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A Filmmaker Explored Japan’s Wartime Enslavement of Women. Now He’s Being Sued.

In addition to defamation, the lawsuit accuses Mr. Dezaki and Tofoo Films, the distributor, of breach of contract, saying the plaintiffs agreed to be interviewed only for his graduate thesis, not a commercial film. The plaintiffs are demanding compensation and a suspension of all public screenings.

All of the interviewees signed release forms giving Mr. Dezaki full editorial control and copyright, said Makoto Iwai, a lawyer who is representing Mr. Dezaki and the film’s distributor. The New York Times reviewed two versions of the release.

Koichi Nakano, a political scientist at Sophia University in Tokyo who was one of Mr. Dezaki’s professors and appears in the movie, said he believed that the plaintiffs were looking for a reason to bring a suit because the film’s “interpretation doesn’t fit entirely what they like.”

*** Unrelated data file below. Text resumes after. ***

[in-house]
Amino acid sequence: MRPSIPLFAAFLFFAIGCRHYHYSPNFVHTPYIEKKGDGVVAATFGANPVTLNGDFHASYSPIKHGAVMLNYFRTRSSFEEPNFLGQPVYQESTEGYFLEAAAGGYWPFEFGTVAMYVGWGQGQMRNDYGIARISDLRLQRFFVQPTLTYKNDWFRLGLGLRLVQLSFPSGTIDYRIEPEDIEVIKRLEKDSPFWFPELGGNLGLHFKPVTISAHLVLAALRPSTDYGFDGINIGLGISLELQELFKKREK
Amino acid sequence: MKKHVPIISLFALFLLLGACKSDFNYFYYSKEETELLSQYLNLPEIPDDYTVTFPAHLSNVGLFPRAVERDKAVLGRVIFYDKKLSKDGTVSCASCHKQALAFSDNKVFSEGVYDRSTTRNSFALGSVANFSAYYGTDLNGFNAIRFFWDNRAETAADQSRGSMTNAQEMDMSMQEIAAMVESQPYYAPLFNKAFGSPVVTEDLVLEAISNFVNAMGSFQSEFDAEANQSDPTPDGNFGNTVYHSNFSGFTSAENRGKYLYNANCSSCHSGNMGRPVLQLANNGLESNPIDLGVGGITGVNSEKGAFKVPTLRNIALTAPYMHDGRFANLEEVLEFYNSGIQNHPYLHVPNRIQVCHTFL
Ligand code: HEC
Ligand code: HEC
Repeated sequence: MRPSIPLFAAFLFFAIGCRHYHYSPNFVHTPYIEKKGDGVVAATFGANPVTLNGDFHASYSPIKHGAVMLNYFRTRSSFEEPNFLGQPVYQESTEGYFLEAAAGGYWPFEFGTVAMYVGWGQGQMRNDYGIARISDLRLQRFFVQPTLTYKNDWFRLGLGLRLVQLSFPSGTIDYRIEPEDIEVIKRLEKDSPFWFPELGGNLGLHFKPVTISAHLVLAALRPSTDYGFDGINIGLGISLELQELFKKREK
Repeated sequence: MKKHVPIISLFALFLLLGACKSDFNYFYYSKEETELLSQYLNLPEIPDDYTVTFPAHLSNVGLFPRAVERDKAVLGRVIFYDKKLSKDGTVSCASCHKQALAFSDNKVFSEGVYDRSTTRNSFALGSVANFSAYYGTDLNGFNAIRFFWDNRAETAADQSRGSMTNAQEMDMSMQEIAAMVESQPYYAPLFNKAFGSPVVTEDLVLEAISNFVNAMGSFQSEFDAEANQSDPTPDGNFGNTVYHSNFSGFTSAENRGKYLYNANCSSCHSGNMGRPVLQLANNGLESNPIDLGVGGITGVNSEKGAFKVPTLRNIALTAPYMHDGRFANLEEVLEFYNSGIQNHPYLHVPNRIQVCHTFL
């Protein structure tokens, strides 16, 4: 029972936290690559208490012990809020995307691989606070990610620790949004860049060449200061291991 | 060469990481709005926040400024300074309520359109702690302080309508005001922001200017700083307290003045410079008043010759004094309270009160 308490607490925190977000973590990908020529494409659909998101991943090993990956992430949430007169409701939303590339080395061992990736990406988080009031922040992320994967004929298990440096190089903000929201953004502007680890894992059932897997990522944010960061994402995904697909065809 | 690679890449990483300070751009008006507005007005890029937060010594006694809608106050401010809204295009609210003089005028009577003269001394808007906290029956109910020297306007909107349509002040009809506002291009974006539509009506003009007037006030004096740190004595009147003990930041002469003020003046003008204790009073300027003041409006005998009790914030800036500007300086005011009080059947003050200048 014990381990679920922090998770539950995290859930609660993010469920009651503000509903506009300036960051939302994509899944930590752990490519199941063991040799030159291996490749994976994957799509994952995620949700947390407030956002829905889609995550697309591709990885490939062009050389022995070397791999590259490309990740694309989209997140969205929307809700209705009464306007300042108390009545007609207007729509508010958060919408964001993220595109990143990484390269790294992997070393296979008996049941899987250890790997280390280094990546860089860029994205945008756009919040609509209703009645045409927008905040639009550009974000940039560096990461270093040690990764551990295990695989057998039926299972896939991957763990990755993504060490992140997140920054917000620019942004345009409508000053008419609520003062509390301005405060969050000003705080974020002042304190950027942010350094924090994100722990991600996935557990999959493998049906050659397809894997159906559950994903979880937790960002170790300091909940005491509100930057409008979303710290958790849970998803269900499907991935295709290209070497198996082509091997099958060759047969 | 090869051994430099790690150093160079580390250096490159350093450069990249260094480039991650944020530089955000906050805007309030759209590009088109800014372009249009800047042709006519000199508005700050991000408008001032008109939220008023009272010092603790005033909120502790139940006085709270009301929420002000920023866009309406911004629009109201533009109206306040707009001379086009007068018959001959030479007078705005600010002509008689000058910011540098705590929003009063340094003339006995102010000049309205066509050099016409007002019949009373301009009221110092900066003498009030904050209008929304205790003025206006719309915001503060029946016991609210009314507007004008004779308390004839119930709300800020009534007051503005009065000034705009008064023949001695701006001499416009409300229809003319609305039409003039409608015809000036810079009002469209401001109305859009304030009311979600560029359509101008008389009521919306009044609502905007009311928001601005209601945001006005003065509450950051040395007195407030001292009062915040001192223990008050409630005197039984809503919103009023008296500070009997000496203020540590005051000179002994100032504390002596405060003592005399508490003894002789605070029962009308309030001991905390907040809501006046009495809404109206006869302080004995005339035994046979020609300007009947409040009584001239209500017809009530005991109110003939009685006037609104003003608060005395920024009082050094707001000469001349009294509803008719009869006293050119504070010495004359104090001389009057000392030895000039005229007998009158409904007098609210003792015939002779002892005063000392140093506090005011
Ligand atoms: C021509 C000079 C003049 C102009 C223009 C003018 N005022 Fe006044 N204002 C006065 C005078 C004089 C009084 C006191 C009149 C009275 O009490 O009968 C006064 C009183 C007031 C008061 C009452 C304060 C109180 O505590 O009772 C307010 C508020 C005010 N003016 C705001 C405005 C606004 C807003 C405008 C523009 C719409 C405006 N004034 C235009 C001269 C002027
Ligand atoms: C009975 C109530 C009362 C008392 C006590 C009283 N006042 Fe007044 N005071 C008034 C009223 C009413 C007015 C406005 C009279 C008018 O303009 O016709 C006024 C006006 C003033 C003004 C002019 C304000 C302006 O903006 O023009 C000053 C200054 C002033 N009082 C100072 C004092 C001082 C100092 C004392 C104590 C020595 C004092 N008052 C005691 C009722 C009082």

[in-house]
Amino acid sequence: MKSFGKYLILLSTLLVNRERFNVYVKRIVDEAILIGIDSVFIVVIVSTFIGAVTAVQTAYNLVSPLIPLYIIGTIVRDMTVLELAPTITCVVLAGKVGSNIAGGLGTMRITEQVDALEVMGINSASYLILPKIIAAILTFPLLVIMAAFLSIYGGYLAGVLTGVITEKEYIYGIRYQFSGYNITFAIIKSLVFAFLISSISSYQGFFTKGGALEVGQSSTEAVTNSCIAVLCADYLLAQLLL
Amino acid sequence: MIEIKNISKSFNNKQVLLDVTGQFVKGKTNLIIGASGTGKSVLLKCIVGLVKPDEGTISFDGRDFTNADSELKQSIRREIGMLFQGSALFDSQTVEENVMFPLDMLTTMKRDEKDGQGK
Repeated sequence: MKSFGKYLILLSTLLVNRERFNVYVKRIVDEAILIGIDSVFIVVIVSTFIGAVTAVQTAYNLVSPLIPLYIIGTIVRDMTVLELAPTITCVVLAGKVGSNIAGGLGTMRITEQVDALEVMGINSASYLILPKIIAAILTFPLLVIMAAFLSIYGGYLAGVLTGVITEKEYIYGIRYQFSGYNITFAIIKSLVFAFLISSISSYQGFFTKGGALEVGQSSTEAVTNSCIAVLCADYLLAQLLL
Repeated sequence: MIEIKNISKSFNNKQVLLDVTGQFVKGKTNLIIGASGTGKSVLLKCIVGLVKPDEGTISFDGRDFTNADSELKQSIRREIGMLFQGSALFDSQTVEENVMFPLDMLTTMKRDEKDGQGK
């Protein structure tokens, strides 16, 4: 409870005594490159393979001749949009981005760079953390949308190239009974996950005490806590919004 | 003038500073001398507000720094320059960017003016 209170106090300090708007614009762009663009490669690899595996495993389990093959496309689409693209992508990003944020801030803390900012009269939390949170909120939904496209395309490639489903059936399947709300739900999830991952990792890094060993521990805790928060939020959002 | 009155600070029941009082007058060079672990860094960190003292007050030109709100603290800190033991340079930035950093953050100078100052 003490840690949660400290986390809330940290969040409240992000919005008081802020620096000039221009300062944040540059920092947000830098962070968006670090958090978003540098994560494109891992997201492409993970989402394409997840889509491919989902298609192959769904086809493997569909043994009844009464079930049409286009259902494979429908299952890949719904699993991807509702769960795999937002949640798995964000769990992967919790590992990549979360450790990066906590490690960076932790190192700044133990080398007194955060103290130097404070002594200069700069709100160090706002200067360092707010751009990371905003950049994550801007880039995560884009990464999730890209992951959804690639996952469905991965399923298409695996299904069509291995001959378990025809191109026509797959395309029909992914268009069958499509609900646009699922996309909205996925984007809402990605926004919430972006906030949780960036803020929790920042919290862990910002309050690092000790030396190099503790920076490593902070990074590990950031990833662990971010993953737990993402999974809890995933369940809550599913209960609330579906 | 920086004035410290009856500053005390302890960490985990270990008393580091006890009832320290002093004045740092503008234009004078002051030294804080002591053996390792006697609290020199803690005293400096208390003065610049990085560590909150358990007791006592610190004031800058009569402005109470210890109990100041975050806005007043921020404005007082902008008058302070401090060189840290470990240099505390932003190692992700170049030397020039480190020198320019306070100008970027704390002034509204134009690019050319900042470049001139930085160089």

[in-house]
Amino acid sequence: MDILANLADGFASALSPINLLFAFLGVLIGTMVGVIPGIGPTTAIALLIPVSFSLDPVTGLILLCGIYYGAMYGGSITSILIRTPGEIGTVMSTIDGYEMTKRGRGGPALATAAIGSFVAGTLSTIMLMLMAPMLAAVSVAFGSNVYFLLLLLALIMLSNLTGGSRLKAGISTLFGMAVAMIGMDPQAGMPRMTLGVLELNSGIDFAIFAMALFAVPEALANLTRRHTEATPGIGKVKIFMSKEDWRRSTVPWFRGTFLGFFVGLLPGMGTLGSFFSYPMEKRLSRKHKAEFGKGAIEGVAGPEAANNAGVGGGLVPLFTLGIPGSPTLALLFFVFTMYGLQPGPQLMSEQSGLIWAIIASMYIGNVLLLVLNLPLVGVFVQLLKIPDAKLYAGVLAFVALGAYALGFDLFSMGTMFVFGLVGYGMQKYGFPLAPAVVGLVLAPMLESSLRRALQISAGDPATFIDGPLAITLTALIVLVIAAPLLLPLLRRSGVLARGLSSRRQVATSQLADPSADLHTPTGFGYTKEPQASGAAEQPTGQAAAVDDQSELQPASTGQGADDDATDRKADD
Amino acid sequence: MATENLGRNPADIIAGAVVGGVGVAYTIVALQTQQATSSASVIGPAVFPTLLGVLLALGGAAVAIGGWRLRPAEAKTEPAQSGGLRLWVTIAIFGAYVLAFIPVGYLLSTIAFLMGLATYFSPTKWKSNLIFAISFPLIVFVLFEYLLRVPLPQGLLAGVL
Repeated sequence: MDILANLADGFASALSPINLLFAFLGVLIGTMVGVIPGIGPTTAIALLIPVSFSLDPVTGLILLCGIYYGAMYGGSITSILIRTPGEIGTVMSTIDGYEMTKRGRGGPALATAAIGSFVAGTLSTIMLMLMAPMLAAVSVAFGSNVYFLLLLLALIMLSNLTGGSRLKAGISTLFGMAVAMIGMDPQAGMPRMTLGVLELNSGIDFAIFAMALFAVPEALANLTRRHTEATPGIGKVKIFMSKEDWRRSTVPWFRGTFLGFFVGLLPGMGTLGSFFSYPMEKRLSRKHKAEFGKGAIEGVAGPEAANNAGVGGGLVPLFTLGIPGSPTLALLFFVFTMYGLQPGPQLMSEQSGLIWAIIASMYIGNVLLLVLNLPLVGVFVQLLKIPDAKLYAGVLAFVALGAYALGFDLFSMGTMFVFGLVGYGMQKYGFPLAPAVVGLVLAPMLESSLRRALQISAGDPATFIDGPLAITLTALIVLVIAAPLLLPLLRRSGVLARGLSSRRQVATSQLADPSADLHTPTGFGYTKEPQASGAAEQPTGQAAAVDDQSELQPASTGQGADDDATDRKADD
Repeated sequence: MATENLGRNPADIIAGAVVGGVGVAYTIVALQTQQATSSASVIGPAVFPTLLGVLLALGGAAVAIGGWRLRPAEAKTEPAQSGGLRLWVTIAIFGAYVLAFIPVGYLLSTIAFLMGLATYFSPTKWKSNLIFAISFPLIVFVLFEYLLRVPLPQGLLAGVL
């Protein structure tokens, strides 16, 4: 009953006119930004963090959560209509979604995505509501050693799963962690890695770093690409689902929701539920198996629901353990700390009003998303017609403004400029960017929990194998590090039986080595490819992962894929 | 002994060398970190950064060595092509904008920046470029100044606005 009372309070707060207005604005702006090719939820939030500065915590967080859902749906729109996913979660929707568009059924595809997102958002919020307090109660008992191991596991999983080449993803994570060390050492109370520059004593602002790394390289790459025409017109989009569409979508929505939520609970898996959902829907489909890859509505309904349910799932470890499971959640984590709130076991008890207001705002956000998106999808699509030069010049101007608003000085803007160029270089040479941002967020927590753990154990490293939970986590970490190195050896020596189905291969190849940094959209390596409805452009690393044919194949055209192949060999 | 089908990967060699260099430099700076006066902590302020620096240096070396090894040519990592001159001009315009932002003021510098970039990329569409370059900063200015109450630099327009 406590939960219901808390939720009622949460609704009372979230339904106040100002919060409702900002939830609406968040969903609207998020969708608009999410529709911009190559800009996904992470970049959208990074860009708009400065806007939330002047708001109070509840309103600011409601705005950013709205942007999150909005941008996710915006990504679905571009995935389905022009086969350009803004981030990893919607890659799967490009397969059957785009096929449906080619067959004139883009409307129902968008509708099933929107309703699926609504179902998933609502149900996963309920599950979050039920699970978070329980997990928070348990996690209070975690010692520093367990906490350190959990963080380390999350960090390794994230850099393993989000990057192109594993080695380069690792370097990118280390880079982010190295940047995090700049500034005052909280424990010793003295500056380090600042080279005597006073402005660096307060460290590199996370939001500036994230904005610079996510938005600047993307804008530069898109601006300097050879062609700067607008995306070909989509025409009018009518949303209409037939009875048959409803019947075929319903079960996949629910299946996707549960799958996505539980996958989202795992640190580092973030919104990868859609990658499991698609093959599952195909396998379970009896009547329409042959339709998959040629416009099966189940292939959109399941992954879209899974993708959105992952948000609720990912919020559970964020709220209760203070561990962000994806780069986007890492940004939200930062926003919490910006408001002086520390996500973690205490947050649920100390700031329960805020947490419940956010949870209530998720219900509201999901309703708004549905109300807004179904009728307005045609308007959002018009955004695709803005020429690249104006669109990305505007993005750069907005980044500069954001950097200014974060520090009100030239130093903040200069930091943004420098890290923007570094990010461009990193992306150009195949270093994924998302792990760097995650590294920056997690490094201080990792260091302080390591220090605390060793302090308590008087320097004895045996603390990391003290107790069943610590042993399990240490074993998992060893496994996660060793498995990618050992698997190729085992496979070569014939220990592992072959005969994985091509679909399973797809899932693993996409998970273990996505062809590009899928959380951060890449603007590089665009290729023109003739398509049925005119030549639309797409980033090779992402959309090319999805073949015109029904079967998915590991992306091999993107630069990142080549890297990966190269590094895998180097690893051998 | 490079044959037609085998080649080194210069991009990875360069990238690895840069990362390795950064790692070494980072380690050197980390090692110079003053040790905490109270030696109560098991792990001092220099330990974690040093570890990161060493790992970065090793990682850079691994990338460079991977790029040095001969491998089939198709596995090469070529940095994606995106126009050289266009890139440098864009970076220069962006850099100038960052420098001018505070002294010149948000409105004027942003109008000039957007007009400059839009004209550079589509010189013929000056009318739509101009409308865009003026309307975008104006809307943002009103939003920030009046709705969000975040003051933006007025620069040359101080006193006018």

Audiences in Japan and South Korea have said the film helped them understand the comfort women controversy in a new way. At a showing in Seoul at Sogang University late last month, Chae Min-jin, 26, said she “realized that we Koreans didn’t really know the context and the logic in which the right-wingers in Japan asserted themselves after all.”

In Japan, some audience members said the movie revealed information unavailable in their history textbooks. Tsubasa Hirose, a freelance copywriter, wrote on her movie-reviewing blog that she had always thought comfort women “treated people at the hospital, like nurses.”

“I didn’t know anything,” she wrote, “and I wasn’t given any opportunity to.”

Mr. Dezaki said he did not consider the debate closed.

“My conclusion is not final,” he said. “I don’t know everything. I feel like I can defend my conclusion based off what I know.” But, he added, “I’m always aware that there’s a possibility that one of the factors in my argument might not hold.”

Source: NYT > World News

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